I’ve been a big fan of The Elder Scrolls games since Morrowind and love them. Sure, there have been some bugs and glitches – some of which have been hilarious, the rest of which where never entirely game breaking. but ultimately, there is no reason or willingness for me to needlessly hate on the companies involved in the production. With that said, while everything points to the fact that I should be on the edge of my seat for this game, I’m just not. This article is, in part, an effort to deduce why.
The cornerstone of my belief of TESO being a bad idea is the O bit. The fact that it is an MMO. I have played many games from this genre over the course of the past six or seven years – well over four thousand recorded hours on World Of Warcraft alone – and have learned what I like, what I don’t like and why I do and do not like these things and I have come to a point of generally disinterest for the format. The Elder Scrolls Online, while having so much that screams awesome to my nature as a gamer, also checks a lot of ‘No’ boxes for me when it comes to MMO’s, pre-release presentation and utilization of franchise.
My gaming habits – if you’ll indulge me – are quite closely mirrored by my habits across all mediums of entertainment. For instance, I have a preference for fantasy over sci-fi but I don’t disregard one over the other. I like single player over multiplayer but I don’t go lone wolf when teamwork is necessary – unless going lone wolf is necessary to the team effort – and, most importantly for the matter at hand, story is everything. I can overlook gameplay, graphics, design, functionality… anything and everything takes a backseat when a lovingly crafted and/or intricately detailed story is being presented to me. This is something I have always received from the series in question and don’t doubt people will be receiving from TESO.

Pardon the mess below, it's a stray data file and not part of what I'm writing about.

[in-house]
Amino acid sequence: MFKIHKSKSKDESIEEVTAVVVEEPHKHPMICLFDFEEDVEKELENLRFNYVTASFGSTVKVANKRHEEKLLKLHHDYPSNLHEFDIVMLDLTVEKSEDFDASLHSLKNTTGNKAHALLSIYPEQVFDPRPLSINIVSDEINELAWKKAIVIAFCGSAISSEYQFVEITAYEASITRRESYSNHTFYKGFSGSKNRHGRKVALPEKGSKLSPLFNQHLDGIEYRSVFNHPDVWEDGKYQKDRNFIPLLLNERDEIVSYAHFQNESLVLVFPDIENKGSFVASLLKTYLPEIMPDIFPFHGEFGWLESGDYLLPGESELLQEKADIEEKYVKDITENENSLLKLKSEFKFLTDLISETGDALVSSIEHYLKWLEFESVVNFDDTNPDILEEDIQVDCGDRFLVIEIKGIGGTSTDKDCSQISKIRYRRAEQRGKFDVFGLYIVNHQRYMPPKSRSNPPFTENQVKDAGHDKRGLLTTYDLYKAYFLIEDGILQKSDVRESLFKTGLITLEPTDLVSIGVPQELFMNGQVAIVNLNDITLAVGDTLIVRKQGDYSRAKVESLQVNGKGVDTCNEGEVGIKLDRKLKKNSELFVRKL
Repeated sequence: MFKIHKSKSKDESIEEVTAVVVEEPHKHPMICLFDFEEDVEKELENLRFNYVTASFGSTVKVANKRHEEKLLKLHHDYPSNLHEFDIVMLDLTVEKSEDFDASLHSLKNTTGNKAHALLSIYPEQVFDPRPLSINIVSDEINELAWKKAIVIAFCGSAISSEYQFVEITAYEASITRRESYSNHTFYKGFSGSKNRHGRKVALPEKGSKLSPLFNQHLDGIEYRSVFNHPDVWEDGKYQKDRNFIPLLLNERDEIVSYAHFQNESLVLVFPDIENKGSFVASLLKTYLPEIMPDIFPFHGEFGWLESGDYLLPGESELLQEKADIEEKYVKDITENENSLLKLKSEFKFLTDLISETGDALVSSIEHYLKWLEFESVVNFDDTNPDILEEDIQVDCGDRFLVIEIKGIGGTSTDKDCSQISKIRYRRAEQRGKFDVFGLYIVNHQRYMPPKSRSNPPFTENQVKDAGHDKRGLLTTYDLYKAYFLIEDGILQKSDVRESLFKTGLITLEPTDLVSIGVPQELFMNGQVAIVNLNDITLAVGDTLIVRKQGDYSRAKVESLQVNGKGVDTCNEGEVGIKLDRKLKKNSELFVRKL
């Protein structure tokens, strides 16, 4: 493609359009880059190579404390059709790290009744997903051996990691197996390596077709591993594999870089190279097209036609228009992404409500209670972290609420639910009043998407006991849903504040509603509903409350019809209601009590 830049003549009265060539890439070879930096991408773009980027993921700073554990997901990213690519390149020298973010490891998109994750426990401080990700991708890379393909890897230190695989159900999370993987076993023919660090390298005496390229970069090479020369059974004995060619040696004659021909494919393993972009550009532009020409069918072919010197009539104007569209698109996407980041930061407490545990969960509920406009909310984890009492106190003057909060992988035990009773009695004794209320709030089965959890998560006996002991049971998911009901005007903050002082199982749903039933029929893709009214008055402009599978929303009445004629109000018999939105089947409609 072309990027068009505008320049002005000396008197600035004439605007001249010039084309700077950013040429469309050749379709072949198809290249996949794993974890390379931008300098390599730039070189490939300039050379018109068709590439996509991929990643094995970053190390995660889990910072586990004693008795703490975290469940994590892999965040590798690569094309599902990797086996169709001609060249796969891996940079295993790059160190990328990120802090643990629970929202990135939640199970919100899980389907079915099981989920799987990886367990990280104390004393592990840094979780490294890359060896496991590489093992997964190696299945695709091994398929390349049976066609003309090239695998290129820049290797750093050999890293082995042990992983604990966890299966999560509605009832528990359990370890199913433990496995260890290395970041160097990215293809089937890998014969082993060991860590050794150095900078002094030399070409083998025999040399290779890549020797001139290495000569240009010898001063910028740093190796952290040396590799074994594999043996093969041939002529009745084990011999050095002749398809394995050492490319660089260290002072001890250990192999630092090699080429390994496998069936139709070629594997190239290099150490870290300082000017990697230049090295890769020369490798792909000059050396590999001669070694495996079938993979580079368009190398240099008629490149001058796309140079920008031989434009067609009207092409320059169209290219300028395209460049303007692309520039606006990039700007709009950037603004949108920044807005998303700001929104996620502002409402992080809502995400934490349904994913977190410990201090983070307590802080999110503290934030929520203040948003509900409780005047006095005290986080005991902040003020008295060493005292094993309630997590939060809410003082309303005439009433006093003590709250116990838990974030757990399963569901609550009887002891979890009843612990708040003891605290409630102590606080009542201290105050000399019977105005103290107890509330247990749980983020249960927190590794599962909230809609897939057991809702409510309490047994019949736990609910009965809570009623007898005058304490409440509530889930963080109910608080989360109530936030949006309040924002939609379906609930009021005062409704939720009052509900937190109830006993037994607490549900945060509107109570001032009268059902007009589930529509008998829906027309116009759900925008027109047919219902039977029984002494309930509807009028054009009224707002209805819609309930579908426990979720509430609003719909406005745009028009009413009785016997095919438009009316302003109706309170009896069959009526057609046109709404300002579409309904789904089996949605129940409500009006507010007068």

The problem is, I believe that a key component to Elder Scrolls is destined to be lost in translation from strictly single player to massively multiplayer and that component is, to be frank, selfishness. For example, my exploits as The Dragonborn would have been sourly affected had it come to light that I was not the sole beneficiary of the Dovahkiin prophecy but in fact one of two… or in this case, one of a number dependent on server capacity. During my time on World Of Warcraft, I heard and saw the word ‘Hero’ tossed around a lot, mainly in my direction, but it never really felt the case when everybody was, if not sporting weapons and armour that made my own look like rags and sticks, carrying exactly the same stuff as me. Being that the objective of the game for me was acquisition and affirmation of status, it’s understandable that the arrival at said status was nullified upon receiving it. In other words, becoming a ‘Hero’ felt worthless and I really don’t enjoy the idea of that feeling being found in Tamriel, too.